The militia leaders targeted by the sanctions are accused of ordering their forces to open fire on demonstrators protesting widespread corruption and misgovernance. Some 400 people have been reported killed in crackdowns against the widespread protests.
“Peaceful public dissent and protest are fundamental elements of all democracies," Treasury Secretary Steven Mnuchin said in a statement. "The United States stands with the Iraqi people in their efforts to root out corruption. We will hold accountable the perpetrators of human rights abuse and corruption in Iraq.”
The sanctions freeze any assets those targeted may have in U.S. jurisdictions and also bar Americans from doing business with them. They were imposed under the Global Magnitsky Act, which gives the U.S. government authority to impose sanctions for human rights abuses around the world.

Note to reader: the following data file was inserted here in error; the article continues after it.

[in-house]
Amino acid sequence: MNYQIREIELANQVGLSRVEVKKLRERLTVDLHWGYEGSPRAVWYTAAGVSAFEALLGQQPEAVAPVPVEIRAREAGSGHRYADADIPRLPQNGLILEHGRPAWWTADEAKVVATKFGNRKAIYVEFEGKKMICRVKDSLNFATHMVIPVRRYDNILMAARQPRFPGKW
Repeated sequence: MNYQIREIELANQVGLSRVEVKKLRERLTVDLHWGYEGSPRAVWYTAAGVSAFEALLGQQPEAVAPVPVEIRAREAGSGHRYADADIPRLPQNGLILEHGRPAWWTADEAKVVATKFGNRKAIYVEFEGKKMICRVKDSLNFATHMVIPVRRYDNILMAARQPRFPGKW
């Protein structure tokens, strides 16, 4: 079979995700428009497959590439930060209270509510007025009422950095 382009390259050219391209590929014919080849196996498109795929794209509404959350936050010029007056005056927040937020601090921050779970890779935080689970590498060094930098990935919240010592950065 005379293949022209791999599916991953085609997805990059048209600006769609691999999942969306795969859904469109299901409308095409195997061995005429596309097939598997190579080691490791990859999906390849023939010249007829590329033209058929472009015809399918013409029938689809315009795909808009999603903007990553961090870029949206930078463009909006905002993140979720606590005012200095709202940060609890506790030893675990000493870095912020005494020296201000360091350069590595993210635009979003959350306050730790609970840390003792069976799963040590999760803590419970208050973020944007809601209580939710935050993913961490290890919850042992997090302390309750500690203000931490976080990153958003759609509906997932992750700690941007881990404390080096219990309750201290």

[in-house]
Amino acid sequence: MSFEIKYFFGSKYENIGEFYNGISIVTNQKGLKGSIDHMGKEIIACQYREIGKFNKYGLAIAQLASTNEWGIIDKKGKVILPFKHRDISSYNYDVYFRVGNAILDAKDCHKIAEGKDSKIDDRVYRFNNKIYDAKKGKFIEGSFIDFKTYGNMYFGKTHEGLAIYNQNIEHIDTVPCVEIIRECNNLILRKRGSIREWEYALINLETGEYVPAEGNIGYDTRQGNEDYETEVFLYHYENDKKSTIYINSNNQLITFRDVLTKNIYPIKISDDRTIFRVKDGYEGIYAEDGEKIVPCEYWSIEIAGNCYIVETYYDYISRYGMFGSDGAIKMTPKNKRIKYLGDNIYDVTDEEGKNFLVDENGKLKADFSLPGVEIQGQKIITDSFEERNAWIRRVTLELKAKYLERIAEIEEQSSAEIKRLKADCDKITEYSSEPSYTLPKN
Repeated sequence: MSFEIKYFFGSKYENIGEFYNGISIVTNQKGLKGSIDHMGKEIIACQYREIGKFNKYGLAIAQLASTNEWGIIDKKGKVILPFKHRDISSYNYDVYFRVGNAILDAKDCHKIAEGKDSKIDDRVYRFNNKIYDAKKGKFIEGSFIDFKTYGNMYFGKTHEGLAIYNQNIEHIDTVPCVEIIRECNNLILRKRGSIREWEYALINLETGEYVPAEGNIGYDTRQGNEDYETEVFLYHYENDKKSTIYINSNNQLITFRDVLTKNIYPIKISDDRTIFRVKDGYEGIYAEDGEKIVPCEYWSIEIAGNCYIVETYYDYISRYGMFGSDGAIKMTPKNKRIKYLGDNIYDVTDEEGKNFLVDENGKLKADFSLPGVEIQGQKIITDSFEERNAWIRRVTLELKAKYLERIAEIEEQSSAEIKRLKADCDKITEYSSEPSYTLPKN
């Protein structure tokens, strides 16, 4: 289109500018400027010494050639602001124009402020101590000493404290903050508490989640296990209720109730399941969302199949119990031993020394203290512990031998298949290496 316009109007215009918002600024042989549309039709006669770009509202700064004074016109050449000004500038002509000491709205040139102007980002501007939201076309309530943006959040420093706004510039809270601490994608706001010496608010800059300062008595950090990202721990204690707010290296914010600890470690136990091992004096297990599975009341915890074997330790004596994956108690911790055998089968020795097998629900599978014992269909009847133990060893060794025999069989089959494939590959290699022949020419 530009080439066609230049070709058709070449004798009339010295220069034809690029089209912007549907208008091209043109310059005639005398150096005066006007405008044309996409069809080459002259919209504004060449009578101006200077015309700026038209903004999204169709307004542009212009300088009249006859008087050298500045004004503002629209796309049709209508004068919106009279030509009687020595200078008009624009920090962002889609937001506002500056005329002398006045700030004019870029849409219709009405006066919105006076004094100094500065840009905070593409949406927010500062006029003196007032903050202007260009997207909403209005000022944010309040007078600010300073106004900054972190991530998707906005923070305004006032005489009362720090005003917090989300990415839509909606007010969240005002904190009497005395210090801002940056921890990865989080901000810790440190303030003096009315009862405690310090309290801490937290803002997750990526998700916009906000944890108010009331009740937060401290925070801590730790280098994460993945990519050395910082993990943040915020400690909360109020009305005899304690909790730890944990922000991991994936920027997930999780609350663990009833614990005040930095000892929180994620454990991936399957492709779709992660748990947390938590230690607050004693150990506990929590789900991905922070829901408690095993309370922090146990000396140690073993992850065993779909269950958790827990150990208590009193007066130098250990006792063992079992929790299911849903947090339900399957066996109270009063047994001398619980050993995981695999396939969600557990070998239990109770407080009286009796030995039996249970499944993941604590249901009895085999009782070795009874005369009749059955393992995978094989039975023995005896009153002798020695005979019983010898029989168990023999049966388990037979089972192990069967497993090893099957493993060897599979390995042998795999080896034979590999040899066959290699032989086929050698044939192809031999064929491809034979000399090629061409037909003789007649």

“The Iraqi people want their country back," Secretary of State Mike Pompeo said. “They are calling for genuine reform and accountability and for trustworthy leaders who will put Iraq’s national interests first. Those demands deserve to be addressed without resort to violence or suppression.”
The militia leaders were identified as brothers Qais al-Khazali and Laith al-Khazali from the Asaib Ahl al-Haq (AAH) militia and Husayn Falih Aziz al-Lami who was accused of running a militia on behalf of Iran's Revolutionary Guard Corp.
In addition to the militia leaders, the sanctions affect millionaire businessman Khamis Farhan al-Khanjar al-Issawi, who is accsued of bribing government officials and engaging in corruption.